Students at Simon Fraser University (SFU) looking to buy books for the summer semester have one more payment option available to them.
Mike Yeung, founder of the SFU Bitcoin club, said this is the first time he knows of a Canadian university partnering up with an AVM supplier to get the machines installed on campus.
The student union at the B.C. Institute of Technology (BCIT) installed a machine on its Burnaby campus a year ago. And Yeung hopes by getting the SFU administration involved officially, the AVMs will eventually spread beyond the bookstores and catch on with students still unsure about using cryptocurrency.
“A lot of them are quite curious and unfortunately, there isn’t at this time too many ways for them to get their hands on bitcoins,” he told Business in Vancouver.
“And even if they get them, they don’t know how to spend them.”
Yeung worked with SFU Ancillary Services for about a year to get AVMs from Toronto’s BitSent installed at the bookstores.
The outlets have been equipped with iPads that can accept the virtual currency and staff have been trained to help students use the AVMs.
While banks’ ATMs conjure up images of people swiping banking cards to withdraw cash, people will use the AVMs to purchase bitcoins with cash.
Before doing so, they must have a Bitcoin wallet — similar to an email address — linked to their smartphones. The AVM machine then scans a QR code on the smartphone that links to the Bitcoin wallet and allow users to buy the cryptocurrency with cash they insert in the machine.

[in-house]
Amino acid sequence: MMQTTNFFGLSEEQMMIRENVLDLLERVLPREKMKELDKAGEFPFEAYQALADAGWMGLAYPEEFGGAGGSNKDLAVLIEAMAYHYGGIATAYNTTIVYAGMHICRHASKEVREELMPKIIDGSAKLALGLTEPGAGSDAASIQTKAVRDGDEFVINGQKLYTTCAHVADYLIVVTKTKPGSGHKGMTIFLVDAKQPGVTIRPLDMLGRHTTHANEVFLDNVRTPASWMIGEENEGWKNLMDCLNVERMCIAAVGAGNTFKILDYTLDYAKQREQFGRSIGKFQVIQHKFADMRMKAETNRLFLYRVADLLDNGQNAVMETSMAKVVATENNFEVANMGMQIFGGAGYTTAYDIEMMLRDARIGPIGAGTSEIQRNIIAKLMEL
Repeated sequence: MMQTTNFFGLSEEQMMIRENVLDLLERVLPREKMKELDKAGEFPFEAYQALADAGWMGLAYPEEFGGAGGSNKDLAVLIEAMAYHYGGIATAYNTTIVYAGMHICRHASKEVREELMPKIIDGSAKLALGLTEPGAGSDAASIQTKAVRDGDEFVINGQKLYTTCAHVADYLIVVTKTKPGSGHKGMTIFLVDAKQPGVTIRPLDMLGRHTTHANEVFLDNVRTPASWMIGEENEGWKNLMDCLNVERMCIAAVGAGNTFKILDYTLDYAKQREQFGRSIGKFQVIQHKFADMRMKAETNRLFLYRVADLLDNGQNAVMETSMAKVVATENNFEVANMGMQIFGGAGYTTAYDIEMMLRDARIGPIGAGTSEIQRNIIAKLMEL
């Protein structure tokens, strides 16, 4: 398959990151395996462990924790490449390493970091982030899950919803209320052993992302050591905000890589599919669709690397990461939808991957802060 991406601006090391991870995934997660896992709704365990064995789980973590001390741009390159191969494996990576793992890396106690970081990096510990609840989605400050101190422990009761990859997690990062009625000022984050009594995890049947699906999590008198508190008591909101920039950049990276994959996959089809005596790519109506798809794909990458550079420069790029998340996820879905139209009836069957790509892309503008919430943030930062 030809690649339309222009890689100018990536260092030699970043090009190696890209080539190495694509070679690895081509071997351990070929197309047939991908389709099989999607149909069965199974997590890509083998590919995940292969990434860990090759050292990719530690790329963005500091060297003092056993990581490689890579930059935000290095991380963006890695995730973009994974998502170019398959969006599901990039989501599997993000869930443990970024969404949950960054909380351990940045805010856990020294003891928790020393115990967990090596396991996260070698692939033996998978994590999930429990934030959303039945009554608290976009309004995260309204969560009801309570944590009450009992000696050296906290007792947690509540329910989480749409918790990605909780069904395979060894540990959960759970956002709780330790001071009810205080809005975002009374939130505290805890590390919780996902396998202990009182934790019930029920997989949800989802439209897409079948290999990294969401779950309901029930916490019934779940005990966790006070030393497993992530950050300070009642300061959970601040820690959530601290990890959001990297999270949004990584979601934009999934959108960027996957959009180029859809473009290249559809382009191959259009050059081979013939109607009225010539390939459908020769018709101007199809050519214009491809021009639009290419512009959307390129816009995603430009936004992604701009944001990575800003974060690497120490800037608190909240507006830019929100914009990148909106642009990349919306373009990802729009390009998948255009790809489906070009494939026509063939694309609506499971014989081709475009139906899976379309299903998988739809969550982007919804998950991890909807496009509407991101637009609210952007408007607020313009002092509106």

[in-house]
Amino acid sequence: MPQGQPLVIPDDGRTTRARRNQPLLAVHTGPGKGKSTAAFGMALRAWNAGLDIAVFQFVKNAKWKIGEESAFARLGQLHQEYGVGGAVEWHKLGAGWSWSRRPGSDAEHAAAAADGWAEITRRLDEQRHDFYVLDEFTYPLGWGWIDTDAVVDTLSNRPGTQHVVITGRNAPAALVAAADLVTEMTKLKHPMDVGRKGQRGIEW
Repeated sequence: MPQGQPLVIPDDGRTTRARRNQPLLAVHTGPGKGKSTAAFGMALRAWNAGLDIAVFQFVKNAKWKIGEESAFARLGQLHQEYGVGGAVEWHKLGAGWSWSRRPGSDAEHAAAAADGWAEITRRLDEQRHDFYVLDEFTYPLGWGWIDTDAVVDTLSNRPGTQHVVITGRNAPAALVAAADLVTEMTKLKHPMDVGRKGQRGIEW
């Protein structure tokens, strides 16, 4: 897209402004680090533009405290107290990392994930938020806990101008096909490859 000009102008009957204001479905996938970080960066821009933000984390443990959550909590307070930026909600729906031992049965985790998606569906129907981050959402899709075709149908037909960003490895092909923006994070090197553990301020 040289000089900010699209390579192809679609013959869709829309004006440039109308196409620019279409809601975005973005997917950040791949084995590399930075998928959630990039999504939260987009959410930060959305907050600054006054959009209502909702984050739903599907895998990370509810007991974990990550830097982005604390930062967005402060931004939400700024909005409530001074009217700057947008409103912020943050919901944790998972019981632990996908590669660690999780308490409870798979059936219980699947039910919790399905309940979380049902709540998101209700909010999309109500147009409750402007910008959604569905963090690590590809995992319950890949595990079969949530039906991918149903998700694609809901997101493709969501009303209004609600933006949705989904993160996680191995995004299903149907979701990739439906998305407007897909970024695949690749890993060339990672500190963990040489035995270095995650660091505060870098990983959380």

Students are then able to purchase products at the bookstore using their bitcoins, just as they would with a debit card or cash.
Banks and ATM providers typically pay retail outlets a fee to have their machine installed on a property.
Yeung said SFU and BitSent reached an agreement where students will be charged to buy bitcoins from the machine, while the school and the AVM provider split the profit.
Bitcoin’s value is derived from its limited supply, usefulness and its peer-to-peer payment system that requires no transaction fees between merchants and consumers.
This stands in contrast to debit and credit card companies that charge merchants fees when customers use those options to make payments.
“If people adopt Bitcoin, and try it out and use it more often, one of the benefits is that the retailer can opt to make a discount for people making purchases in Bitcoin,” Yeung said.
He’s still working with SFU to expand the Bitcoin ecosystem, which could include making food and coffee purchases across other campus businesses sometime in the near future.
“Once that expands a little bit, there will be opportunities, perhaps, to cut down on prices for retail purchases.”
SFU Ancillary Services executive director Mark McLaughlin told Business in Vancouver he wants to take a “phased approach” to expanding Bitcoin on campus.
“Our plan at this point is to expand it to other retail locations on campus, namely dining services, the restaurants, over the course of the next year,” he said.
As for the profit-splitting arrangement, McLaughlin said the school isn’t looking to make money off students who buy bitcoins. Rather, the “minimal” commission it brings in mostly just covers the cost of the machine’s electricity bill.
“Bitcoin is really considered the cash of the Internet, so we want to give our students an opportunity to try it first-hand.”@reporton